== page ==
Born in 1948 in Ghadames Oasis, Ibrahim al-Koni was brought up on the tradition of the Tuaregs, popularly known as “the veiled men” or “the blue men.” Mythological elements, spiritual quest, and existential questions mingle in the writings of al-Koni, who has been hailed as magical realist, Sufi fabulist, and poetic novelist.
Words without Borders: For those who will read you in the English translation, what advice would you give?
Ibrahim al-Koni: I advise my English readers not to disparage the English text, even though I lack confidence in the ability of a translation to succeed, especially when the original text has a message in addition to its aesthetic and existential qualities. My text is a statement that becomes more complex when it migrates, because it was originally written in a language that is not my native tongue—in Arabic—and expresses the spirit of a non-Arab people, who speak a different language, embrace a different culture, trace their heritage to different ages, and whose reality and spirit differ entirely from those of the Arabs.
Thus, what reaches a foreign reader of the original text that I attempted to express through my works is actually a copy from a copy. The dilemma is compounded because the copy—Arabic—that I use in my works is a complicated language. It is divided into various languages for which their diverse dialects are not their sole difficulty. Literary Arabic is also composed of several languages; its classical version is still read with help from dictionaries, but I can say it differs from the literary Arabic used today much more than Italian, for example, does from its mother tongue, Latin. This complication seems to be an obstacle that has discouraged the translation of literary works that deserve translation as a whole, because translation in such a situation, becomes a type of adventure that frequently damages the original text; linguistic mastery, even when present, does not suffice here. Cultural literacy is also required. Many translators’ ignorance of the culture associated with this language has resulted in inexcusable errors in translations of my works into Italian, Russian, French, or English. This misfortune has not been the exception rather than the rule and has affected the work’s meaning—not to mention the loss of aesthetic qualities like the work’s poetic spirit or Sufi imagery, for example.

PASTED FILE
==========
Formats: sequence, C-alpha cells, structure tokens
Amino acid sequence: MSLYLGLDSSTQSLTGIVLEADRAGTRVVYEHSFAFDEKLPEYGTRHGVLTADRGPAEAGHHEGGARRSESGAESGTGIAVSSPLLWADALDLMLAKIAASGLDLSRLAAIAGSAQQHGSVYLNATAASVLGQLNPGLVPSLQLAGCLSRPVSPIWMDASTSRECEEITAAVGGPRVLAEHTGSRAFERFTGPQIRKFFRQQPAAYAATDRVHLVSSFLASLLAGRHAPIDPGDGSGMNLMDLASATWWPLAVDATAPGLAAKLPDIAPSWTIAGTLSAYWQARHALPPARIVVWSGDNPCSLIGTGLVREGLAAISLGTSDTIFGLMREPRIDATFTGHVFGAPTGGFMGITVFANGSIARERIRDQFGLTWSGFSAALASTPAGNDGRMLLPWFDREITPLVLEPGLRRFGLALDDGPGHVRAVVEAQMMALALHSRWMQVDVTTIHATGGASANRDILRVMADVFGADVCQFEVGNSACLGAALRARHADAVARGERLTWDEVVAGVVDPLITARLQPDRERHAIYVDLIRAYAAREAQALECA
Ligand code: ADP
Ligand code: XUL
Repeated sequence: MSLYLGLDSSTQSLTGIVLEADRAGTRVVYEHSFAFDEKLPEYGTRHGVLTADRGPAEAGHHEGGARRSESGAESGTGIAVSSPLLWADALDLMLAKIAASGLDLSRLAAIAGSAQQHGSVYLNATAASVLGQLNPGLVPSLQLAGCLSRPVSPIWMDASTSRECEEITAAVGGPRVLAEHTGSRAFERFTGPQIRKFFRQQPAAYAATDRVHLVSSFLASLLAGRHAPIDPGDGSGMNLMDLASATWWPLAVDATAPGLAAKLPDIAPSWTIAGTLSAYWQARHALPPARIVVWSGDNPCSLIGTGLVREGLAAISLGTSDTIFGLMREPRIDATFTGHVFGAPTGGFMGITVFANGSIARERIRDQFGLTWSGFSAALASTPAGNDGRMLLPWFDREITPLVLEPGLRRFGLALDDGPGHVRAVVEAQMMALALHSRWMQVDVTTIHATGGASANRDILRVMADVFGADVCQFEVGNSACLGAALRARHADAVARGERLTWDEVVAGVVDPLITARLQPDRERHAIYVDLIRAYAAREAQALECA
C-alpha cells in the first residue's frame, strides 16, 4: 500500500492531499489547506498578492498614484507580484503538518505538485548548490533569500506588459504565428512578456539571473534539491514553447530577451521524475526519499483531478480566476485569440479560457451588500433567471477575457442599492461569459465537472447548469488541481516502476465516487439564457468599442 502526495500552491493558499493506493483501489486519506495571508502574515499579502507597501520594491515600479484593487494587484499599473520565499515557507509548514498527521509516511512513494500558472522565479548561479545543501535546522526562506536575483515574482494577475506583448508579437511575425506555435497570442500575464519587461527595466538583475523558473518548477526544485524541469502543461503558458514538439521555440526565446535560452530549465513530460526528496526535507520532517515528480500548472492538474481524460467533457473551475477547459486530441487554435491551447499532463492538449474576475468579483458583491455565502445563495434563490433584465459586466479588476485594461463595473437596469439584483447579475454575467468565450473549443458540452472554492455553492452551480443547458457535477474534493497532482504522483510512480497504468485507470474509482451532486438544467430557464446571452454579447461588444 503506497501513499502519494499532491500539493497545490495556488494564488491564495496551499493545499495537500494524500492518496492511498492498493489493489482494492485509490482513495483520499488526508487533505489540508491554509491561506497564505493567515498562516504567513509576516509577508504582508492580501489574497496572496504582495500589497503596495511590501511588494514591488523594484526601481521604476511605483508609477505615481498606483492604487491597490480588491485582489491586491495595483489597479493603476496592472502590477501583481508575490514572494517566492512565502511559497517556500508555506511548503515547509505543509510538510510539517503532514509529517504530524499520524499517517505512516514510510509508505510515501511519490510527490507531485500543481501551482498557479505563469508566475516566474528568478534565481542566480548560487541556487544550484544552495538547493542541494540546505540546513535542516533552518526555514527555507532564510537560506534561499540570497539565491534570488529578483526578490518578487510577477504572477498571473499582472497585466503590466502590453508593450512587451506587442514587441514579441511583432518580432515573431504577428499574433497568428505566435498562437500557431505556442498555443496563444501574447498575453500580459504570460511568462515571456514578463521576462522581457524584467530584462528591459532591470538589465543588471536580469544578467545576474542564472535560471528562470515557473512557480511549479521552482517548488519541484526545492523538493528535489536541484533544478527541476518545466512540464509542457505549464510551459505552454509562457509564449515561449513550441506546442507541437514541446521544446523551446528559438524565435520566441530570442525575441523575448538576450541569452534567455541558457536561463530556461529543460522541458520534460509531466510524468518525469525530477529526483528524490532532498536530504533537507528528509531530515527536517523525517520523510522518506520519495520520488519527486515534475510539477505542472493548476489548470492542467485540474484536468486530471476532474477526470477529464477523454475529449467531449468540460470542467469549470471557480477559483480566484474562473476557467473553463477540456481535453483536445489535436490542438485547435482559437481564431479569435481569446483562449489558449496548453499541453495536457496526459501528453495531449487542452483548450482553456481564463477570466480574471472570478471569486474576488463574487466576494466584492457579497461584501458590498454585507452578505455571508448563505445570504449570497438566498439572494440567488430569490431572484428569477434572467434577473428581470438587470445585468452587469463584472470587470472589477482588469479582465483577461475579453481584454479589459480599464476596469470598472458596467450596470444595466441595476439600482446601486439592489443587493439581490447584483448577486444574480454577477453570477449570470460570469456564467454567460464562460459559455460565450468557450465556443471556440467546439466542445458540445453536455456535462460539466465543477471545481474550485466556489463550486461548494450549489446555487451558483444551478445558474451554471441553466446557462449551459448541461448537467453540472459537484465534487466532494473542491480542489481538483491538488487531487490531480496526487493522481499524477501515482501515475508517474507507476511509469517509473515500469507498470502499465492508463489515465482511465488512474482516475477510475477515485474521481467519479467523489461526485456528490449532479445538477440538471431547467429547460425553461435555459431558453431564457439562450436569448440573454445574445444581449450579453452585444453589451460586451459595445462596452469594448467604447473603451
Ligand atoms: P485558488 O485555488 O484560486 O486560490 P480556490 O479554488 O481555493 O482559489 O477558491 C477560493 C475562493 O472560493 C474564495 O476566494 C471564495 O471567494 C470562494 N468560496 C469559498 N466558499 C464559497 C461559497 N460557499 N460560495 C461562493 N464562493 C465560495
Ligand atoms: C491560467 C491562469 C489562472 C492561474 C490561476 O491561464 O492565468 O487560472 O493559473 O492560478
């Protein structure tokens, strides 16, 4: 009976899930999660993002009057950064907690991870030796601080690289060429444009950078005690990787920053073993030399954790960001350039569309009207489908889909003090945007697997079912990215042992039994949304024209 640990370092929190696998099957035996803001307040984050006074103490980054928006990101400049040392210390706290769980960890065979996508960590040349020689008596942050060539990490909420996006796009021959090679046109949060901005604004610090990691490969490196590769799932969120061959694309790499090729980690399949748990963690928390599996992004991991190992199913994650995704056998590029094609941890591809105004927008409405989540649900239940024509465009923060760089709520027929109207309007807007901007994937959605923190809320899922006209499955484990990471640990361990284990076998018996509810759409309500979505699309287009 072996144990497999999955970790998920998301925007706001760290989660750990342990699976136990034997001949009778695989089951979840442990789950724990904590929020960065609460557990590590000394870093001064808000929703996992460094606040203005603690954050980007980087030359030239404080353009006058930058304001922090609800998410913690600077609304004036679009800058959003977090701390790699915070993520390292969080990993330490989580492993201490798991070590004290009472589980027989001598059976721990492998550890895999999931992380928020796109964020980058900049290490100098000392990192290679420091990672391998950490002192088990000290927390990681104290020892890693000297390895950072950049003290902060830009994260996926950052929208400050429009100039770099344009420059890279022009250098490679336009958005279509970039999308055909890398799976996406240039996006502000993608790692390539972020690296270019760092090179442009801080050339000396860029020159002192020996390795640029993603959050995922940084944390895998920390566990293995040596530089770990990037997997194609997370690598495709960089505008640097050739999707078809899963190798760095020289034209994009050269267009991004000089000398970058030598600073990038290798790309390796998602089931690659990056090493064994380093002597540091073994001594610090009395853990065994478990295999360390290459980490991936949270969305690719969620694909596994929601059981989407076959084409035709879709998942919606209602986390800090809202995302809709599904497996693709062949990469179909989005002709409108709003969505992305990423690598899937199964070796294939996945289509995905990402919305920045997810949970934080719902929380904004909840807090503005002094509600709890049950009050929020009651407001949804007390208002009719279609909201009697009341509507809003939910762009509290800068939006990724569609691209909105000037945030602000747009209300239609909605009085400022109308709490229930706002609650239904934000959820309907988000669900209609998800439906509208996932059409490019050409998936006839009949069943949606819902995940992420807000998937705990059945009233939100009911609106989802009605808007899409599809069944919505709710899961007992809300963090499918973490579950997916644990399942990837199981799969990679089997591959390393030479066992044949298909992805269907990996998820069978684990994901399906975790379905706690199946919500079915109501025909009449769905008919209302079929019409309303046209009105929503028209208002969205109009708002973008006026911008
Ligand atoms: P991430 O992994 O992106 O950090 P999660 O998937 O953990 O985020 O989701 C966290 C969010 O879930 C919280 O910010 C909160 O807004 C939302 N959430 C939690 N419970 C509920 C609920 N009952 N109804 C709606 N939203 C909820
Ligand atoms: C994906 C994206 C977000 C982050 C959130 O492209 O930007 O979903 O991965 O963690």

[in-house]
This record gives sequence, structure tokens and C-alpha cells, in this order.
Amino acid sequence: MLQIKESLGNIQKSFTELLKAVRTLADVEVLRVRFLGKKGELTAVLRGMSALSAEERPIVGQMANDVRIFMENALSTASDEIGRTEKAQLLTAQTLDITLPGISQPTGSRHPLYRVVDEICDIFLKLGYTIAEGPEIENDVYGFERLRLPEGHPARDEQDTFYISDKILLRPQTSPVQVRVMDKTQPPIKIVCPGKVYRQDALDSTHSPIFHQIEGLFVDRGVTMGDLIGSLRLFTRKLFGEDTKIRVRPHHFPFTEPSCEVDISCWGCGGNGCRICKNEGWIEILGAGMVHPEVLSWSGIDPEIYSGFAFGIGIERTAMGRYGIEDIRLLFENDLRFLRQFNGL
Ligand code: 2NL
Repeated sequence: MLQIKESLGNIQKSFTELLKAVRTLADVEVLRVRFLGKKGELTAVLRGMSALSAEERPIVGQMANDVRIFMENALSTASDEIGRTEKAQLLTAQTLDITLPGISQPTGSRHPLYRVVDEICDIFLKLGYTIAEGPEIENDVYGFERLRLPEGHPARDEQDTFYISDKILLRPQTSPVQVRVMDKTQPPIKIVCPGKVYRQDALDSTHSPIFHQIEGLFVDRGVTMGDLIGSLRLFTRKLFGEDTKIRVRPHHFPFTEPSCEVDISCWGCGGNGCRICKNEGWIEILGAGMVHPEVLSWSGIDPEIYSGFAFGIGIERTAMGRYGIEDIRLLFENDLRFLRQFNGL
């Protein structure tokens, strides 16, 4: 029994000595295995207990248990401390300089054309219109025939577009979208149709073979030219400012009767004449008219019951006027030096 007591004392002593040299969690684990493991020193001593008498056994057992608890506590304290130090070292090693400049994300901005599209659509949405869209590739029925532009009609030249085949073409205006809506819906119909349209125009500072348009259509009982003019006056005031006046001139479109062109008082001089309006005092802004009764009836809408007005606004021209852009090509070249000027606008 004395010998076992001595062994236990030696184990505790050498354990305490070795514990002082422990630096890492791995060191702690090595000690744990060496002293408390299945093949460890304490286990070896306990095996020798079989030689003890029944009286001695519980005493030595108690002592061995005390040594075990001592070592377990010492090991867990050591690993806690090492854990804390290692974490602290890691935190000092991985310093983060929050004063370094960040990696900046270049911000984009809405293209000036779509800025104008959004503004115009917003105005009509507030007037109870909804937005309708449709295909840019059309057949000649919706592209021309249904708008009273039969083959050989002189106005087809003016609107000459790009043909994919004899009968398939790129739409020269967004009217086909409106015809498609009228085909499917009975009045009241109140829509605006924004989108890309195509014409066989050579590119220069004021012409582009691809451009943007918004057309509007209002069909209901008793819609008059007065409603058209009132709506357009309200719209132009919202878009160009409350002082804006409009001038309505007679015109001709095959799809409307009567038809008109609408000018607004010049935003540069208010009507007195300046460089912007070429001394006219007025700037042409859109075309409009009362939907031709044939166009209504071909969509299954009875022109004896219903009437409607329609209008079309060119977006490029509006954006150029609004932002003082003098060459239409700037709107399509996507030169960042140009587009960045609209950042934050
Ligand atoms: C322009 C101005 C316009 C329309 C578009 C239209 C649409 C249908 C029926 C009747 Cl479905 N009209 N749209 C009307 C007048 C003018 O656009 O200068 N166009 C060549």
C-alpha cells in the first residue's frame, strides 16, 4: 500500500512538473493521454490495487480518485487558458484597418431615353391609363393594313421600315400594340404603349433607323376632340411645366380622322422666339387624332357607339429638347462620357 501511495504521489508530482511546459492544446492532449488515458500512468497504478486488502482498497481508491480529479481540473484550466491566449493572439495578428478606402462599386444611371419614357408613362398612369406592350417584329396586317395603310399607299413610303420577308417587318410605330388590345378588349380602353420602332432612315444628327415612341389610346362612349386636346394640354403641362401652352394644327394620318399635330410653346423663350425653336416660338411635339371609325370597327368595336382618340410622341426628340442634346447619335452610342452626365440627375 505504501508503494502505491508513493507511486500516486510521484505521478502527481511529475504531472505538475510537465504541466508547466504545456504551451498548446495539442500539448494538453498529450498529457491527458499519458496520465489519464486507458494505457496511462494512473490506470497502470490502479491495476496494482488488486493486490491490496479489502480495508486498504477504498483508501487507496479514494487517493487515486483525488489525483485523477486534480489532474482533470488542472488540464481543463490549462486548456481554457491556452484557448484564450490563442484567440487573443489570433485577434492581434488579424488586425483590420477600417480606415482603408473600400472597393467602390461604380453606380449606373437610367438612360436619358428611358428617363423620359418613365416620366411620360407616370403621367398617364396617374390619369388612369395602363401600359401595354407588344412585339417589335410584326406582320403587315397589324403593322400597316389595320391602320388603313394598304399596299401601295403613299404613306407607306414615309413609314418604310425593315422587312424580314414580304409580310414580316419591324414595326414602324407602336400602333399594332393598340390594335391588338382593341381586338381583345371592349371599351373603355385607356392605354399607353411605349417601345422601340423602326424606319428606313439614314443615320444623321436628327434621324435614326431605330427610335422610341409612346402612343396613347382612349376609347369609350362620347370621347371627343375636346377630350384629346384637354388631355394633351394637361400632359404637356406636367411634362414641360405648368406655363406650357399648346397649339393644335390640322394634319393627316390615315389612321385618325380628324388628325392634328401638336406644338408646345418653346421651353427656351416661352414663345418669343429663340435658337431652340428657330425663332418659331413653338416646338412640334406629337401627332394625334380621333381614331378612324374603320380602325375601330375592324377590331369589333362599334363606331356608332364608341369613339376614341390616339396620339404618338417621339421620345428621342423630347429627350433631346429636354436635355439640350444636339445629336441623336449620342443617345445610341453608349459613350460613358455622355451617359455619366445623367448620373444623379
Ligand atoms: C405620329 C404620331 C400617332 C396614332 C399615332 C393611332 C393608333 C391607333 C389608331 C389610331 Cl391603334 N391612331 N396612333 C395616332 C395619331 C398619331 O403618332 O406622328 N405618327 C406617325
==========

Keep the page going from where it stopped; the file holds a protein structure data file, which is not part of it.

I believe that the pundit who compared reading a translation to looking at a rose through a glass window was too lenient and too biased in favor of translation. I feel compelled to add a significant change to this maxim. I say that a translated text is indeed a rose behind glass but an artificial rose at that. It may have retained the rose’s color but certainly not its scent!
All the same, we must not censure the role of the knights-errant of translation, because they are the unknown soldiers who have created what we call World Literature, despite all their blunders. If not for them, I would not have been able to devour the texts of the cultures of peoples from around the world. I have read these thanks to one of the major languages—Russian, for example, which has a distinguished record in this field—especially the literatures of the ancient world or of human religious and mythological heritage.